Skip links
staying sober over the holidays

Staying Sober Over the Holidays in Toronto, Ontario

It is the time of year when society collectively celebrates the holidays. For many, it is the time of year when excitement builds, events are planned, and people get a break from work and school. For others, this is the time of year when stress increases, anxiety builds, and depression comes knocking. Individuals on their journey of sobriety from their addiction, including those who are fresh on their path, and those who are veterans, no matter where you are on your path, it can be difficult to maintain sobriety over the holidays. It’s important to have the tools to help you stay sober and veer away from the triggers of your or your loved one’s addiction.

Why Can It Be Difficult to Maintain your Sobriety Over the Holidays?

This time of year is comprised of family events and social gatherings, the holidays being a good reason for making these plans to look forward to having some fun. Social gatherings involve environmental and peer influences outside of your everyday routine which has the potential to trigger your addiction habits whether that be of alcohol or drugs, making it that much harder to stay on the sober path. These events or gatherings most likely will have the presence of alcohol whether it be a family dinner or an office work party, while also the potential presence of drugs or other substances. The setting of social events aside, this time of year leading up to Christmas also has higher levels of mental illness including, anxiety and depression among the population. Mental illness is another gateway to the risk of alcohol or substance use and abuse.

What are Some Potential Triggers to be Aware of?

What are triggers? A trigger or a stressor is something that causes you distress, or for you to become overwhelmed and lead you to react in a certain way. Around the holidays, people feel inclined to cram as much as possible into the short span of time before the new year, to ensure all the family and friends are seen and all the traditions unfold. These “traditions” could be one of your triggers. Traditions can involve a routine around the holidays which was current through the time of your pre-sober self. In this case, if your traditions are associated with addictive habits they could lead you in a direction you do not want to go. Being aware of these traditions and the potential trigger associated with them can allow you to be prepared to avoid risking your sobriety, perhaps creating a new tradition to associate with your sober self.

In the potential scenario of attending a social gathering, there will be many occurrences out of your control. The only thing you will be able to take control of is yourself, so being ready for these potential scenarios can help you strategize and be prepared. Another potential trigger could be anger, arguments, or yelling, everyone has their triggers, and this is a common one among many. An argument can lead to yelling and the yelling can lead to anger. When fighting and arguments occur, the participating parties may have a lot to say in the heat of the moment, whether it is true or not. You could be contributing to this argument, or you could be a bystander, either way, these scenarios can lead to the inclination to want to drink or get high, so best to avoid this position the best you can.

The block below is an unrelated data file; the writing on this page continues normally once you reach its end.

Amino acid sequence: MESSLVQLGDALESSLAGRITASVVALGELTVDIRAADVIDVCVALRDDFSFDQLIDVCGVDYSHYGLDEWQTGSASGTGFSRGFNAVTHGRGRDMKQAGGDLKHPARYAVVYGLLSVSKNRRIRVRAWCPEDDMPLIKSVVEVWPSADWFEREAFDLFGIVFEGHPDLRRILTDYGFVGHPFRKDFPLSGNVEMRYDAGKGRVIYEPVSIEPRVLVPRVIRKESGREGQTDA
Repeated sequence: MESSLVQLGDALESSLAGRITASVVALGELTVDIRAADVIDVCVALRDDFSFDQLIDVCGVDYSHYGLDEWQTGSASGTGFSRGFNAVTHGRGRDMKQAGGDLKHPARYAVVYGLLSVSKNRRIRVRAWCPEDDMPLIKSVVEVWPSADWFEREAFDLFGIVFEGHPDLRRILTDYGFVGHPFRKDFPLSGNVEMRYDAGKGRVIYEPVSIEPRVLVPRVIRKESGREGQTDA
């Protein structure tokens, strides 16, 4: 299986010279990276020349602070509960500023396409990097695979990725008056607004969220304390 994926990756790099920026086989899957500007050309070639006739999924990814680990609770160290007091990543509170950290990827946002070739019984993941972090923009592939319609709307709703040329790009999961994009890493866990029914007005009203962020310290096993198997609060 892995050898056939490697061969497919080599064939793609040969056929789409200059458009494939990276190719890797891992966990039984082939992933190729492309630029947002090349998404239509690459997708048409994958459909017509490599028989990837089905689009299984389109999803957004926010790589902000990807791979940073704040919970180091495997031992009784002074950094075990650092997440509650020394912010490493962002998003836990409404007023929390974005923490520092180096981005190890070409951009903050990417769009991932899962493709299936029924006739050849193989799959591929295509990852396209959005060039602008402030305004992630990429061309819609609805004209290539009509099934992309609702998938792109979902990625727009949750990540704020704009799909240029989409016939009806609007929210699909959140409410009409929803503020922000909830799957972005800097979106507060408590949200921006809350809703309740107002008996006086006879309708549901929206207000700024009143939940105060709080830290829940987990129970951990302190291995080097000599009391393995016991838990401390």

The list of potential triggers or stressors can go on, but here is a few to be aware of”

  • A shift in your normal routine
  • More exposure to alcohol and substances
  • Watching family and peers consuming alcohol or substances
  • Returning home to visit family and friends (who may associate with old habits)
  • Returning home to a family who leads you to feel negatively
  • Feeling lonely, isolated, depressed, anxious
  • Financial stress, feeling the pressure of gift giving and taking vacations
  • Reminiscing about memories from this time of year in the past (can include the loss of a loved one)
  • Shame and regret
  • Stress or Fear
  • Experiencing a loss of control
  • Grief
  • Attending a specific place associated with a negative event
  • Judgement

Be aware of your potential triggers, and try to steer clear of the circumstances which can trigger you. A good way to avoid these triggering situations can be to try and create new traditions to symbolize moving forward in your sobriety. Traditions not associated with your pre-sober self.

financial stress

What To Do if You Experience One of These Triggers?

If you are feeling triggered, whether it be by a family member or a peer, remember that you can say “no”. If you are invited to an event and you are worried about the influence the people who will be there have on you, you can say “thank you for the invite, but I won’t be able to make it”. Though it is not recommended to isolate yourself, if your sobriety will be better protected away from the crowd you were invited to join then this may be a good option for you.

In turn, if you get invited to an event, or any other kind of holiday activity, always remember that you can say “no”.

Saying no is not always the answer. The most important thing to do when you are feeling triggered is to identify exactly what is triggering you and why that might be. Identifying your triggers and knowing how they make you feel physically and emotionally can help you with the identification of the overall reason why it triggers you. When you know your triggers you can set boundaries for yourself, while being able to identify what your limits are. When you know and set your boundaries and you know your limits, you can communicate these effectively with those around you to set yourself up for the best successful night out. Just because you are sober does not mean you should miss out.